There is no doubt that more precise language was available to the parties when drawing up the covenant not to compete. Nevertheless, had there been a conscious attempt to limit defendant's proprietory and managerial involvement only, the word "occupation" might not have been included. However, the word was included, and we will read the covenant as it is before us, and may not ignore its provisions. Roy's Orthopedic, Inc. v. Lavigne, supra, 145 Vt. at 326, 487 A.2d at 175. Thus, we conclude that defendant's employment in the restaurant business for five years and within a radius of twenty-five miles is prohibited by the covenant.
Nevertheless, we must examine the employment restriction in the light of the applicable law. "When this Court is asked to enforce restrictive covenants against competitive employment, we will proceed with caution...." Roy's Orthopedic, Inc. v. Lavigne, 142 Vt. 347, 350, 454 A.2d 1242, 1244 (1982). Restraints against competitive employment conflict with the public policy "`favoring the right of individuals to freely engage in desirable commercial activity.'" Id. (quoting Vermont Electric Supply Co. v. Andrus, 132 Vt. 195, 198, 315 A.2d 456, 458 (1974)). Whenever an individual's trade or talents are restricted, we scrutinize the reasonableness and justification for such a restriction. Id. Restrictive agreements will be enforced by the courts, "`unless the agreement is found to be contrary to public policy, unnecessary for protection of the employer, or unnecessarily restrictive of the rights of the employee, with due regard being given to the subject matter of the contract and the circumstances and conditions under which it is to be performed.'" Id. (quoting Vermont Electric Supply Co. v. Andrus, supra, 132 Vt. at 198, 315 A.2d at 458).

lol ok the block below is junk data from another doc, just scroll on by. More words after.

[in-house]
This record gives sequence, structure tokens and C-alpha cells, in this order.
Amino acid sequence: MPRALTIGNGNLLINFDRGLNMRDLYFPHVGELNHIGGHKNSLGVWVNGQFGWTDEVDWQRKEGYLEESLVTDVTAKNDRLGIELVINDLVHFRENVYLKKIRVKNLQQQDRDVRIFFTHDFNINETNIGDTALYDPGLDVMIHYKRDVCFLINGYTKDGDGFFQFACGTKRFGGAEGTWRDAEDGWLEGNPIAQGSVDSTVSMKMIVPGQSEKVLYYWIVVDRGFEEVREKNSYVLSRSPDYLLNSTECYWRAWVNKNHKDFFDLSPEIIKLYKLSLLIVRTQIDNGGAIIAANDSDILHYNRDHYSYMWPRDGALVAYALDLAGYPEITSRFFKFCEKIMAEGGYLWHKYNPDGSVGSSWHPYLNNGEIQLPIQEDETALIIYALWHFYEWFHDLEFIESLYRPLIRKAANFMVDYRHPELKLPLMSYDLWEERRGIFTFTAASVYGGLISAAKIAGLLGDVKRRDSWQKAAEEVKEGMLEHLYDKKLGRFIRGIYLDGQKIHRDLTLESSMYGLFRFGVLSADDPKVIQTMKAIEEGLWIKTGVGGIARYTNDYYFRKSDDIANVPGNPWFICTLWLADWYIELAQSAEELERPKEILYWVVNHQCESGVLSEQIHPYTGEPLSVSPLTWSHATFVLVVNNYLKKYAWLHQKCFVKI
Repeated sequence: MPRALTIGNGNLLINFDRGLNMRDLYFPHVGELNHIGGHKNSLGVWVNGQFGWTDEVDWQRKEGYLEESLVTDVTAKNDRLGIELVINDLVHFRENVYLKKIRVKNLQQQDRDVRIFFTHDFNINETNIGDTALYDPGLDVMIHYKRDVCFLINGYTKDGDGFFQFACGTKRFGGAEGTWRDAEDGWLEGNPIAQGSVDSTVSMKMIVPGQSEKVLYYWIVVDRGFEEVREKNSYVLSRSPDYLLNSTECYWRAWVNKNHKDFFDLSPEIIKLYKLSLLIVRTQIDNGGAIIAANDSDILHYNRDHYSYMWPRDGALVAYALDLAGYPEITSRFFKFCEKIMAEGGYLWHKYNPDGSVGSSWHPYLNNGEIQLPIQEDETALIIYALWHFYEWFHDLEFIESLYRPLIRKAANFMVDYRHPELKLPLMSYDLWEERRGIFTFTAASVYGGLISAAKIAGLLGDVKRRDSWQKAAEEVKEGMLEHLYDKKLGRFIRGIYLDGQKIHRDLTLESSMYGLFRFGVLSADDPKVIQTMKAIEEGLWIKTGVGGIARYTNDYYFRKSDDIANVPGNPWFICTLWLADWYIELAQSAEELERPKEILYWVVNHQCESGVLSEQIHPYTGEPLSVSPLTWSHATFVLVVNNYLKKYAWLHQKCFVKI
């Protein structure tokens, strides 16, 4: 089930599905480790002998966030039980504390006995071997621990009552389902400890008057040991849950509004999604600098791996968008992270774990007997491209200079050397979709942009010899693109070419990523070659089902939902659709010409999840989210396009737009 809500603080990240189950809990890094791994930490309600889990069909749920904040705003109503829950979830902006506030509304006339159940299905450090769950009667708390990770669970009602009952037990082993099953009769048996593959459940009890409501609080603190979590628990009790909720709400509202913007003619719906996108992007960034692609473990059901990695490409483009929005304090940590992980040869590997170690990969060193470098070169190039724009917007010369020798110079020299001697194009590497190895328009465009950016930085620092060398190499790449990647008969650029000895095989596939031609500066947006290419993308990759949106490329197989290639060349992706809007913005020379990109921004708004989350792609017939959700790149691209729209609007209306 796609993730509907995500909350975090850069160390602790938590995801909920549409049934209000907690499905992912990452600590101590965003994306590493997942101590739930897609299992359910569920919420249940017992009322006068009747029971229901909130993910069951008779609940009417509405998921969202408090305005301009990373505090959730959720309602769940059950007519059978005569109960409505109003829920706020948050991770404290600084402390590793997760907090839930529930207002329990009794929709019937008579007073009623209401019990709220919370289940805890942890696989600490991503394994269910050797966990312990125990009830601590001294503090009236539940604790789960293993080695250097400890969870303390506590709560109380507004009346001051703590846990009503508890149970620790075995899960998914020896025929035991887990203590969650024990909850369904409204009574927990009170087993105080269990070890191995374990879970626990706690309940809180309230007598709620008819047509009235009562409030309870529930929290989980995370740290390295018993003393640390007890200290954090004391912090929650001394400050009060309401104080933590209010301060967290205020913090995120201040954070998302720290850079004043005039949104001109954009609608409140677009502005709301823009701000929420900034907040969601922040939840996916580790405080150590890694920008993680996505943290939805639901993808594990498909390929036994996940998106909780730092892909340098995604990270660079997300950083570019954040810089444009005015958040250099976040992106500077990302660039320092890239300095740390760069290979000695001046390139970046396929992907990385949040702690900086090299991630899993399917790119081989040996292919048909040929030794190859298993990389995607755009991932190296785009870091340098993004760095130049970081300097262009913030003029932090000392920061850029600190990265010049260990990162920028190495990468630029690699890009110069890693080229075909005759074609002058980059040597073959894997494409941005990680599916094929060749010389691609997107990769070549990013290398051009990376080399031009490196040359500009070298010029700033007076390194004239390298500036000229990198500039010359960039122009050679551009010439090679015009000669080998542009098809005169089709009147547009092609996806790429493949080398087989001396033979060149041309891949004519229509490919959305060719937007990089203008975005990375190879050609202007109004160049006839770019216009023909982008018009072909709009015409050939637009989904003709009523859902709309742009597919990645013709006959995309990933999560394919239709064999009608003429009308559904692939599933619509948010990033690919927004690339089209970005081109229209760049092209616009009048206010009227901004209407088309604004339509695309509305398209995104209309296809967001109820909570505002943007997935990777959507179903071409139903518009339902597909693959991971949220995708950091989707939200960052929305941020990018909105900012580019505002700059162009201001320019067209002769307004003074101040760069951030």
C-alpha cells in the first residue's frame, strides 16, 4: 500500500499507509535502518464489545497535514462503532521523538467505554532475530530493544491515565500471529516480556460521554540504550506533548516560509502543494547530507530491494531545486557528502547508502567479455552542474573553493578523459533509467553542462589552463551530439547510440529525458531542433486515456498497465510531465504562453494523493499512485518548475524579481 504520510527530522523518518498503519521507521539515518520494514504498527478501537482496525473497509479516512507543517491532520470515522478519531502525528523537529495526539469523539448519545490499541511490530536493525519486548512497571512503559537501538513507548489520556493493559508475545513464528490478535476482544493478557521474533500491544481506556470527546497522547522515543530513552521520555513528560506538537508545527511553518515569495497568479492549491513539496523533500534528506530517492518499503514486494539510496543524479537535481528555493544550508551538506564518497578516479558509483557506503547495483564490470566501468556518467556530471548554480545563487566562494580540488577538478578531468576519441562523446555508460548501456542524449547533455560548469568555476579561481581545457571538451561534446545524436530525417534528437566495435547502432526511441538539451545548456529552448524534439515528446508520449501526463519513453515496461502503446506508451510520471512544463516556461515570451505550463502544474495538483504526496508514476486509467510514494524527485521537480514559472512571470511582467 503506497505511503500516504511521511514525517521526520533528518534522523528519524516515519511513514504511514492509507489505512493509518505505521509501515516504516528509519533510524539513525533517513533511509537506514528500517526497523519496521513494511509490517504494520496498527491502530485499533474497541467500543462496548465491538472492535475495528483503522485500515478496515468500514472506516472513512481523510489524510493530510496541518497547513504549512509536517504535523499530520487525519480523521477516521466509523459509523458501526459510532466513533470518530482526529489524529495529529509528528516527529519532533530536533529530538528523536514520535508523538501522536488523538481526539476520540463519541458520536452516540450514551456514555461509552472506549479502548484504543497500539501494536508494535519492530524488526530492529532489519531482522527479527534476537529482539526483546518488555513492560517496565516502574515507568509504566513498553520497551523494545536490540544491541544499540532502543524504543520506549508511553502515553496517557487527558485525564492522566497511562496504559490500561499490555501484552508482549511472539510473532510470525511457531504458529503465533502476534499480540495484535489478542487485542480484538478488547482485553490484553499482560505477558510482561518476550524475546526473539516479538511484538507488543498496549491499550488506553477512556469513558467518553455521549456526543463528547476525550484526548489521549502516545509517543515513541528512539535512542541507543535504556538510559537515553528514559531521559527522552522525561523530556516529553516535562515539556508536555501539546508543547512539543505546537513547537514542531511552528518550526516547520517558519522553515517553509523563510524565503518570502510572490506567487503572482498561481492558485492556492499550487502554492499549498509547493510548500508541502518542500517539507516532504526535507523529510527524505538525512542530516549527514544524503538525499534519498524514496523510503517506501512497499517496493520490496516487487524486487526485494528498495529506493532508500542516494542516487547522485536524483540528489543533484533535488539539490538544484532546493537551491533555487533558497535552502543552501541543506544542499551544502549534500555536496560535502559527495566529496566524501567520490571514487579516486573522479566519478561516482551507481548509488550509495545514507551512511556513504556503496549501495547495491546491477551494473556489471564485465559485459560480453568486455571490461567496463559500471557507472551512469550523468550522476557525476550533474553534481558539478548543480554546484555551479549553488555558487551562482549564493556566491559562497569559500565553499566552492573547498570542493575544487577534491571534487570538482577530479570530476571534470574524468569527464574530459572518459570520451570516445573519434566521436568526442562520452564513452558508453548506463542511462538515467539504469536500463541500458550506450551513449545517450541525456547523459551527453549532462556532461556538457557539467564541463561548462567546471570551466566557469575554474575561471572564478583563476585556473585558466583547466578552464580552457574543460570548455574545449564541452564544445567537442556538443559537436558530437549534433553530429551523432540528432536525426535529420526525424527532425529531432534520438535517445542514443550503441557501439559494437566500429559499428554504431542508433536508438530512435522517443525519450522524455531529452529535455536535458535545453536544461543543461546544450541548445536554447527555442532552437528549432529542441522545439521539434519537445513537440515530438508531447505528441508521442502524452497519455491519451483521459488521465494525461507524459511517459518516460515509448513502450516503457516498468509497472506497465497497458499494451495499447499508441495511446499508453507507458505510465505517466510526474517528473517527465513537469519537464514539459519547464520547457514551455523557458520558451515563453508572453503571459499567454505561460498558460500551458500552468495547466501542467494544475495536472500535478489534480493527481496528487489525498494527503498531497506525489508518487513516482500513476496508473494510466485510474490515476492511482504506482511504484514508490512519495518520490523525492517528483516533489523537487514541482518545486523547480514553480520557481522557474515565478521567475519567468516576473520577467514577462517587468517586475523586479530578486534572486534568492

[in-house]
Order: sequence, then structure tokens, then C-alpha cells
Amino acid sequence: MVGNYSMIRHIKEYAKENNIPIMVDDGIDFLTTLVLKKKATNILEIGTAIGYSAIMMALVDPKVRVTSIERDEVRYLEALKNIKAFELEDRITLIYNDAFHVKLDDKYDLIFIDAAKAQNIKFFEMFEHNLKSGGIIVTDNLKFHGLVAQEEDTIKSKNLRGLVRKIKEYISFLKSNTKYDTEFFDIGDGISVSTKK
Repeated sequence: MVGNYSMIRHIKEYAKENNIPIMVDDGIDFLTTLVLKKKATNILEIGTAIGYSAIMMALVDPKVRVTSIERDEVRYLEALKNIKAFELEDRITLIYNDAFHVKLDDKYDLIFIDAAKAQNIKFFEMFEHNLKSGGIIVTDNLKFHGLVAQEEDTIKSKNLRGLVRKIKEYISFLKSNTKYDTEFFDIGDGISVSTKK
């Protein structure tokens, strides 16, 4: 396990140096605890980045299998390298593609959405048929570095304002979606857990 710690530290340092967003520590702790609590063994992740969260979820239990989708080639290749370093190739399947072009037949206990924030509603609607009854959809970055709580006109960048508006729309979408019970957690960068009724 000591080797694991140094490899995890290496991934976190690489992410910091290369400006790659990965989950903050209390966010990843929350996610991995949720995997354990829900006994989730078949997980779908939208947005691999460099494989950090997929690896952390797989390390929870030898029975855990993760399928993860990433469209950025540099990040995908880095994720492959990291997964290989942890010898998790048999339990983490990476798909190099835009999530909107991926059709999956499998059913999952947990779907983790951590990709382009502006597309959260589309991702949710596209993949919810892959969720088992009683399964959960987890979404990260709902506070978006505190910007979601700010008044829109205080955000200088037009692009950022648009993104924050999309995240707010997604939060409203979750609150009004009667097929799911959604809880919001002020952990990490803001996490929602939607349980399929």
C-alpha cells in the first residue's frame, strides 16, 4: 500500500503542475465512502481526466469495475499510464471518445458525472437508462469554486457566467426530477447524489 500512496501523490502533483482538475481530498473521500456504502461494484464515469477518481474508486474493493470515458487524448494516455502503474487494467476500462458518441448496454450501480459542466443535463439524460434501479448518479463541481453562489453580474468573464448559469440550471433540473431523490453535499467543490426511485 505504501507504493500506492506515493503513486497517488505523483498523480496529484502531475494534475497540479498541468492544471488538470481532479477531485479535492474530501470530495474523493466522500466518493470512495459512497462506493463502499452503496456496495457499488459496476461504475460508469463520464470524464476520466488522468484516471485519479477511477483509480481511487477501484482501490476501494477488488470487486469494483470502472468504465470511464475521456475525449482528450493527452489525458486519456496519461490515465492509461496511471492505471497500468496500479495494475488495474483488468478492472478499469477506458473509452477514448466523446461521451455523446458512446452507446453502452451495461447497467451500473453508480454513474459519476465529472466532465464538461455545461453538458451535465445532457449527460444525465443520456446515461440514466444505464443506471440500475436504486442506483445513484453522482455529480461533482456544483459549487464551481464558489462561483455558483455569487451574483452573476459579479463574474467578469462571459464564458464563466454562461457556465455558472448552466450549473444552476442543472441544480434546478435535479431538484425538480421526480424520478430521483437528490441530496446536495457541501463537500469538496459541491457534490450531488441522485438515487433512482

The findings of the trial court, though inartfully phrased, did not indicate deviation from the standards of review set forth *1231 above. Inquiries regarding time and place restrictions are crucial to a determination of whether a covenant not to compete unduly restricts the rights of an individual. Id. With respect to time, this Court has approved a covenant containing a five-year restriction of competitive employment. See Vermont Electric Supply Co. v. Andrus, supra, 132 Vt. at 199, 315 A.2d at 458.
Nor do geographic limitations of the covenant appear unduly restrictive. Outside the 25-mile limit, defendant may own, manage or become employed in the restaurant business. The point was not raised for consideration on appeal, and there is no indication from the record or the defendant's brief that this unduly restricts him.